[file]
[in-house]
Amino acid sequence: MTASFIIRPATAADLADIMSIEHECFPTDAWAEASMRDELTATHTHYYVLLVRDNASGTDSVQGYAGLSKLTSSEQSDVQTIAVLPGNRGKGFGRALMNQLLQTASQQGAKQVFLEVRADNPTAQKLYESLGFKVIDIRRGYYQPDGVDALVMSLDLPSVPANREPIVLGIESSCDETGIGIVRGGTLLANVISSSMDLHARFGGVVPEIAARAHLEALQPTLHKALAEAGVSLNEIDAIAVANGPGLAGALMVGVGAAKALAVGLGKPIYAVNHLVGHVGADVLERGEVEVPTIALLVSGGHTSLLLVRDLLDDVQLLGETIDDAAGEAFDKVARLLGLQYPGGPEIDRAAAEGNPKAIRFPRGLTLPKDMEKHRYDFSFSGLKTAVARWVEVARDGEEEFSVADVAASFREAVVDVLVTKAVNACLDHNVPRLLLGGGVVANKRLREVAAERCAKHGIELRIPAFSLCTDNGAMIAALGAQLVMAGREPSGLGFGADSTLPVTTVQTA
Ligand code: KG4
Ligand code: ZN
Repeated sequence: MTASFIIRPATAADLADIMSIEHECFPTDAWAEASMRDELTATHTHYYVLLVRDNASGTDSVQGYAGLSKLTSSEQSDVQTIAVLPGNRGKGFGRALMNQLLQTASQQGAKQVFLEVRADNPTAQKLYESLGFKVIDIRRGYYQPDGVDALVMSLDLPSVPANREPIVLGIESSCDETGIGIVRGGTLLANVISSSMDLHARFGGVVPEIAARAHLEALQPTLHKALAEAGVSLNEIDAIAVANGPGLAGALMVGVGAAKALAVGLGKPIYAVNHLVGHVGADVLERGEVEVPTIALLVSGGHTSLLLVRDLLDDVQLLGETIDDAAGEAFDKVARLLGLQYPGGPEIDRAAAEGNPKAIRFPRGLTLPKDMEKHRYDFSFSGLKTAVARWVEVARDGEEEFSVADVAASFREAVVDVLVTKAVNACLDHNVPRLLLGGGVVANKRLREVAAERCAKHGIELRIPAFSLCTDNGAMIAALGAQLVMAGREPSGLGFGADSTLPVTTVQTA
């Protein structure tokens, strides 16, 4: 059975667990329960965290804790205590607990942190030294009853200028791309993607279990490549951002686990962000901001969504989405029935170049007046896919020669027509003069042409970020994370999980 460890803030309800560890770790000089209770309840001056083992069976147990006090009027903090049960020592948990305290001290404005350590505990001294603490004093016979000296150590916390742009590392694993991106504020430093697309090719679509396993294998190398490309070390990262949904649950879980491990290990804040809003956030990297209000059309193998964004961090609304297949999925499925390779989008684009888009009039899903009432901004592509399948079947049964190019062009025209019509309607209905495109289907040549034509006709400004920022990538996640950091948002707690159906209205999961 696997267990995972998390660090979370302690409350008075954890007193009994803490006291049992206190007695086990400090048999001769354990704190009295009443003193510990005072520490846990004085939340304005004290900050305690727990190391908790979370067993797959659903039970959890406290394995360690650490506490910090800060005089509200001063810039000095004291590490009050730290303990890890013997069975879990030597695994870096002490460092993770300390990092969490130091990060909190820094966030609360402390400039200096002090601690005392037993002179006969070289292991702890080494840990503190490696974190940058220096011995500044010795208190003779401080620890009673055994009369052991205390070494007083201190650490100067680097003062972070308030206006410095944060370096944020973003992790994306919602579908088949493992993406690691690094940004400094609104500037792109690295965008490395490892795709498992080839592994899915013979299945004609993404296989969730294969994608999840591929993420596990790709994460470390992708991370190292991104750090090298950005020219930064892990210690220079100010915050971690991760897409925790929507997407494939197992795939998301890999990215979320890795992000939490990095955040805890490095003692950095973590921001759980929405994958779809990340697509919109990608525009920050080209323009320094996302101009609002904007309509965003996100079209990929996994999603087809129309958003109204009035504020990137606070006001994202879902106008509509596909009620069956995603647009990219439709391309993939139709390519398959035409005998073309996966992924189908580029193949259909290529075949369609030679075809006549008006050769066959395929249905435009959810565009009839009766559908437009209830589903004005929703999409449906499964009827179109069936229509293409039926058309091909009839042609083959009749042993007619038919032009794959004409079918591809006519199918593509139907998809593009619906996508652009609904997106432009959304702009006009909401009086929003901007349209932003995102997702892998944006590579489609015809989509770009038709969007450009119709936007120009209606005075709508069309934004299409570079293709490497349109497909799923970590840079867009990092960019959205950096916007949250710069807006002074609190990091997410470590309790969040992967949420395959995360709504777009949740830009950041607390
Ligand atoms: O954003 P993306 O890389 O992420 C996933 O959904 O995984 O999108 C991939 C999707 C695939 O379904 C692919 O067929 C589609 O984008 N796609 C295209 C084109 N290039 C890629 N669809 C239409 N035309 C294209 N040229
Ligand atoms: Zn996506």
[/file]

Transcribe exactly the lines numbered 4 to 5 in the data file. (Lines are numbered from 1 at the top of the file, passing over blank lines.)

Ligand code: ZN
Repeated sequence: MTASFIIRPATAADLADIMSIEHECFPTDAWAEASMRDELTATHTHYYVLLVRDNASGTDSVQGYAGLSKLTSSEQSDVQTIAVLPGNRGKGFGRALMNQLLQTASQQGAKQVFLEVRADNPTAQKLYESLGFKVIDIRRGYYQPDGVDALVMSLDLPSVPANREPIVLGIESSCDETGIGIVRGGTLLANVISSSMDLHARFGGVVPEIAARAHLEALQPTLHKALAEAGVSLNEIDAIAVANGPGLAGALMVGVGAAKALAVGLGKPIYAVNHLVGHVGADVLERGEVEVPTIALLVSGGHTSLLLVRDLLDDVQLLGETIDDAAGEAFDKVARLLGLQYPGGPEIDRAAAEGNPKAIRFPRGLTLPKDMEKHRYDFSFSGLKTAVARWVEVARDGEEEFSVADVAASFREAVVDVLVTKAVNACLDHNVPRLLLGGGVVANKRLREVAAERCAKHGIELRIPAFSLCTDNGAMIAALGAQLVMAGREPSGLGFGADSTLPVTTVQTA